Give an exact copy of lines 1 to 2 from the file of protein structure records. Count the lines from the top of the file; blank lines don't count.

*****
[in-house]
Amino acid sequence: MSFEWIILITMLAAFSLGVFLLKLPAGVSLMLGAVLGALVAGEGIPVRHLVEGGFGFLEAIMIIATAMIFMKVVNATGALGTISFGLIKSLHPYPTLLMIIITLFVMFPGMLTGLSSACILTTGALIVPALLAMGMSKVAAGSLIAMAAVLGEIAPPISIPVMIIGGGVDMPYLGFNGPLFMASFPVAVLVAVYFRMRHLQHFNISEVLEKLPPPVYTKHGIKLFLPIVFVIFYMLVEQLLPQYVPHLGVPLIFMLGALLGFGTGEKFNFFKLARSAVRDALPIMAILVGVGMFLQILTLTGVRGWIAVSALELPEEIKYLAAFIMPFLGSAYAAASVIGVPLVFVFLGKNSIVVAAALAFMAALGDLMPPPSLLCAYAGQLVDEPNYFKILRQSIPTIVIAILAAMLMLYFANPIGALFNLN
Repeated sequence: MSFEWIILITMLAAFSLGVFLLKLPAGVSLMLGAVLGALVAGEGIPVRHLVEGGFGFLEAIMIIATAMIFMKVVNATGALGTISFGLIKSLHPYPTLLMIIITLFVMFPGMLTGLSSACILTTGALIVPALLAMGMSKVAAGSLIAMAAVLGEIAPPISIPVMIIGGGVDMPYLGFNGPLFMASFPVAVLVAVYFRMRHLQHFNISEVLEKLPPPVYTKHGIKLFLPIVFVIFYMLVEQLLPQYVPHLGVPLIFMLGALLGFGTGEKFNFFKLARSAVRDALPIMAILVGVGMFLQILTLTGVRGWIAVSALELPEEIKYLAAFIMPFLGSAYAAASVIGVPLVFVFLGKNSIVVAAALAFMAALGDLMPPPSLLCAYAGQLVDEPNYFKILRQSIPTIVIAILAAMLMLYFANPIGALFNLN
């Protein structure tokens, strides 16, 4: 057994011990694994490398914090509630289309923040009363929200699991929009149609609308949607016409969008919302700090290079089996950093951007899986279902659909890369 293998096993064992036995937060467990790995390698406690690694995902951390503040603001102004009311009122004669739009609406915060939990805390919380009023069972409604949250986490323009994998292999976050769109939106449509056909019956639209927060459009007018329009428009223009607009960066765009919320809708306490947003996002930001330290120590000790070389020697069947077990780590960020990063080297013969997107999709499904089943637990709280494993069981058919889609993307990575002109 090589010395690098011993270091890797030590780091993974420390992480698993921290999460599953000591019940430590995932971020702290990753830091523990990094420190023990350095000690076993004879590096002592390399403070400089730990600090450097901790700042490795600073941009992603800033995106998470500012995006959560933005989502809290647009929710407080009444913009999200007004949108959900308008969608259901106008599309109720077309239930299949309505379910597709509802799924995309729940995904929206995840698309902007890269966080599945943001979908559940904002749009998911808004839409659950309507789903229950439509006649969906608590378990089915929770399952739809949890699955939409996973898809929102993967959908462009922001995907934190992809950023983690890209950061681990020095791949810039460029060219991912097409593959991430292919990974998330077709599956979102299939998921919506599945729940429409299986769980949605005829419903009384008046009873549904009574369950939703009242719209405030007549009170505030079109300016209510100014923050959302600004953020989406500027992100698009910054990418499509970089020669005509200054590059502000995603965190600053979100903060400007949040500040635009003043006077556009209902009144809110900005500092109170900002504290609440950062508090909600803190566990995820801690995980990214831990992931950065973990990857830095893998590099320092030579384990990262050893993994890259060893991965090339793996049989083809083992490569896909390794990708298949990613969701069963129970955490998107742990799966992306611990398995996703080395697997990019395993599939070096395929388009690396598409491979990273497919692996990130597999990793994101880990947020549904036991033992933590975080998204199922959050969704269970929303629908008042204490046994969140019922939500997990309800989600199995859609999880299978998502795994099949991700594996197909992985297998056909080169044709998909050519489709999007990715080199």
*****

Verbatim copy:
[in-house]
Amino acid sequence: MSFEWIILITMLAAFSLGVFLLKLPAGVSLMLGAVLGALVAGEGIPVRHLVEGGFGFLEAIMIIATAMIFMKVVNATGALGTISFGLIKSLHPYPTLLMIIITLFVMFPGMLTGLSSACILTTGALIVPALLAMGMSKVAAGSLIAMAAVLGEIAPPISIPVMIIGGGVDMPYLGFNGPLFMASFPVAVLVAVYFRMRHLQHFNISEVLEKLPPPVYTKHGIKLFLPIVFVIFYMLVEQLLPQYVPHLGVPLIFMLGALLGFGTGEKFNFFKLARSAVRDALPIMAILVGVGMFLQILTLTGVRGWIAVSALELPEEIKYLAAFIMPFLGSAYAAASVIGVPLVFVFLGKNSIVVAAALAFMAALGDLMPPPSLLCAYAGQLVDEPNYFKILRQSIPTIVIAILAAMLMLYFANPIGALFNLN